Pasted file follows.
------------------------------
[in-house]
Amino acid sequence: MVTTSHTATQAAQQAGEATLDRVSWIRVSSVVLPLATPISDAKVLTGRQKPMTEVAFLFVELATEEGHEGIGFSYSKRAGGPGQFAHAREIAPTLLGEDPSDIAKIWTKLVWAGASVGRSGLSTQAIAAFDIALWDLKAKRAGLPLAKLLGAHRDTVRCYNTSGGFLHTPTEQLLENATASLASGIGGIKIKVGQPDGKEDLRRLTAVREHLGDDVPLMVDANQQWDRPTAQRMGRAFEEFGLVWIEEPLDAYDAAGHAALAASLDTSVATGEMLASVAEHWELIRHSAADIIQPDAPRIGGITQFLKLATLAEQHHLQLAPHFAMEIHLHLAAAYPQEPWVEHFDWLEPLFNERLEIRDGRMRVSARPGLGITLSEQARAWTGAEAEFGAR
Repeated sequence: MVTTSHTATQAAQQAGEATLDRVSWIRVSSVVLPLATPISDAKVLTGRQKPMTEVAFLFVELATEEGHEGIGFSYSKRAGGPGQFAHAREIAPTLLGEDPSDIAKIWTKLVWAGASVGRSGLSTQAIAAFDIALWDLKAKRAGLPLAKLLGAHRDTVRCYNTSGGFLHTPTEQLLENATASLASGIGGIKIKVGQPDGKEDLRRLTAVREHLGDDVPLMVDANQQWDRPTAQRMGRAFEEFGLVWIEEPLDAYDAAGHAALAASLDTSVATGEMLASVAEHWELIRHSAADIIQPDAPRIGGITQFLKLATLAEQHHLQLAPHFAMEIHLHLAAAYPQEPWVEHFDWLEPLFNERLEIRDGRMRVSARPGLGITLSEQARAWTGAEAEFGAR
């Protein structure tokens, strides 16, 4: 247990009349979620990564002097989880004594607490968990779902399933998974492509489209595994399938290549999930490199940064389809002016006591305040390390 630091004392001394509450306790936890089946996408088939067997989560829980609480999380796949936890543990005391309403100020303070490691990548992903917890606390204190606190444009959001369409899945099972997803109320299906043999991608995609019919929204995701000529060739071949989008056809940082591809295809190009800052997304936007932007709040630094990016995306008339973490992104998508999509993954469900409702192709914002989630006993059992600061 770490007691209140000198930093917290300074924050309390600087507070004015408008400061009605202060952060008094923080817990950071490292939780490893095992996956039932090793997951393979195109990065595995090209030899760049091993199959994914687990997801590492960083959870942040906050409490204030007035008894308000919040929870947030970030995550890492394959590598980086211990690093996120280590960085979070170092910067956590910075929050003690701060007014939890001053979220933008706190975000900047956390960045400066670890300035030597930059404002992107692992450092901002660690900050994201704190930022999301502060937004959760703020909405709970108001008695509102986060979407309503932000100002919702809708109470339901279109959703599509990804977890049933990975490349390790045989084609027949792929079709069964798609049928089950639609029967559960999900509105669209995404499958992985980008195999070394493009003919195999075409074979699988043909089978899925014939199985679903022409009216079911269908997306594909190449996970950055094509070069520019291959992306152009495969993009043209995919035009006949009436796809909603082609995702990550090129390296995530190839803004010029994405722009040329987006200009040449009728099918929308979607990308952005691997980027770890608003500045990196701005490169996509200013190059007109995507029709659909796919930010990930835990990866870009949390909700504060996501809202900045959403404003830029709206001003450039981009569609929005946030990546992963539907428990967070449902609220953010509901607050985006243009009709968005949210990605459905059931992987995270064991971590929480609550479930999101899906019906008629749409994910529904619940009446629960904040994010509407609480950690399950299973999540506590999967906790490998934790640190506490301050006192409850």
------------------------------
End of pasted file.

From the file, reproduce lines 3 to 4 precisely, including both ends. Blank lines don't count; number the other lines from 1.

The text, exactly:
Repeated sequence: MVTTSHTATQAAQQAGEATLDRVSWIRVSSVVLPLATPISDAKVLTGRQKPMTEVAFLFVELATEEGHEGIGFSYSKRAGGPGQFAHAREIAPTLLGEDPSDIAKIWTKLVWAGASVGRSGLSTQAIAAFDIALWDLKAKRAGLPLAKLLGAHRDTVRCYNTSGGFLHTPTEQLLENATASLASGIGGIKIKVGQPDGKEDLRRLTAVREHLGDDVPLMVDANQQWDRPTAQRMGRAFEEFGLVWIEEPLDAYDAAGHAALAASLDTSVATGEMLASVAEHWELIRHSAADIIQPDAPRIGGITQFLKLATLAEQHHLQLAPHFAMEIHLHLAAAYPQEPWVEHFDWLEPLFNERLEIRDGRMRVSARPGLGITLSEQARAWTGAEAEFGAR
């Protein structure tokens, strides 16, 4: 247990009349979620990564002097989880004594607490968990779902399933998974492509489209595994399938290549999930490199940064389809002016006591305040390390 630091004392001394509450306790936890089946996408088939067997989560829980609480999380796949936890543990005391309403100020303070490691990548992903917890606390204190606190444009959001369409899945099972997803109320299906043999991608995609019919929204995701000529060739071949989008056809940082591809295809190009800052997304936007932007709040630094990016995306008339973490992104998508999509993954469900409702192709914002989630006993059992600061 770490007691209140000198930093917290300074924050309390600087507070004015408008400061009605202060952060008094923080817990950071490292939780490893095992996956039932090793997951393979195109990065595995090209030899760049091993199959994914687990997801590492960083959870942040906050409490204030007035008894308000919040929870947030970030995550890492394959590598980086211990690093996120280590960085979070170092910067956590910075929050003690701060007014939890001053979220933008706190975000900047956390960045400066670890300035030597930059404002992107692992450092901002660690900050994201704190930022999301502060937004959760703020909405709970108001008695509102986060979407309503932000100002919702809708109470339901279109959703599509990804977890049933990975490349390790045989084609027949792929079709069964798609049928089950639609029967559960999900509105669209995404499958992985980008195999070394493009003919195999075409074979699988043909089978899925014939199985679903022409009216079911269908997306594909190449996970950055094509070069520019291959992306152009495969993009043209995919035009006949009436796809909603082609995702990550090129390296995530190839803004010029994405722009040329987006200009040449009728099918929308979607990308952005691997980027770890608003500045990196701005490169996509200013190059007109995507029709659909796919930010990930835990990866870009949390909700504060996501809202900045959403404003830029709206001003450039981009569609929005946030990546992963539907428990967070449902609220953010509901607050985006243009009709968005949210990605459905059931992987995270064991971590929480609550479930999101899906019906008629749409994910529904619940009446629960904040994010509407609480950690399950299973999540506590999967906790490998934790640190506490301050006192409850």